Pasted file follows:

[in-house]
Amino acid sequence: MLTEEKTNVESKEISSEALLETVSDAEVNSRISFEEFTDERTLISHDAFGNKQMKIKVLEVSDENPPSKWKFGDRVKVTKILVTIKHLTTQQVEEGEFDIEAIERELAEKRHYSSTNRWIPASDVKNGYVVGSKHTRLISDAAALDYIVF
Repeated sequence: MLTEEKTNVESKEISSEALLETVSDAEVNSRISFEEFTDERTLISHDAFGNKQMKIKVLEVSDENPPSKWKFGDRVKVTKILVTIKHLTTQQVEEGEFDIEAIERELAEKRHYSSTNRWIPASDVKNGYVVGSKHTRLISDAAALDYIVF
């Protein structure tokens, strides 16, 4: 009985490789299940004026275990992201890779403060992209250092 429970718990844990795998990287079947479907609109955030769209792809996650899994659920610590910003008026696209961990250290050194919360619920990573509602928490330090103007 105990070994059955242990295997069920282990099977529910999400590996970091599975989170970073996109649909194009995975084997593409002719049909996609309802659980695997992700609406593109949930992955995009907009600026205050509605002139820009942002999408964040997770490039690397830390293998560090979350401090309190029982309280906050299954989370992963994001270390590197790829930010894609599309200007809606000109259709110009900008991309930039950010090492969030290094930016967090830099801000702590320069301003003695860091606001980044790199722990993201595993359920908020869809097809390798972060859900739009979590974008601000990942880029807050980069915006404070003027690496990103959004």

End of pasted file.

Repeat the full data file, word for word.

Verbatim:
[in-house]
Amino acid sequence: MLTEEKTNVESKEISSEALLETVSDAEVNSRISFEEFTDERTLISHDAFGNKQMKIKVLEVSDENPPSKWKFGDRVKVTKILVTIKHLTTQQVEEGEFDIEAIERELAEKRHYSSTNRWIPASDVKNGYVVGSKHTRLISDAAALDYIVF
Repeated sequence: MLTEEKTNVESKEISSEALLETVSDAEVNSRISFEEFTDERTLISHDAFGNKQMKIKVLEVSDENPPSKWKFGDRVKVTKILVTIKHLTTQQVEEGEFDIEAIERELAEKRHYSSTNRWIPASDVKNGYVVGSKHTRLISDAAALDYIVF
């Protein structure tokens, strides 16, 4: 009985490789299940004026275990992201890779403060992209250092 429970718990844990795998990287079947479907609109955030769209792809996650899994659920610590910003008026696209961990250290050194919360619920990573509602928490330090103007 105990070994059955242990295997069920282990099977529910999400590996970091599975989170970073996109649909194009995975084997593409002719049909996609309802659980695997992700609406593109949930992955995009907009600026205050509605002139820009942002999408964040997770490039690397830390293998560090979350401090309190029982309280906050299954989370992963994001270390590197790829930010894609599309200007809606000109259709110009900008991309930039950010090492969030290094930016967090830099801000702590320069301003003695860091606001980044790199722990993201595993359920908020869809097809390798972060859900739009979590974008601000990942880029807050980069915006404070003027690496990103959004």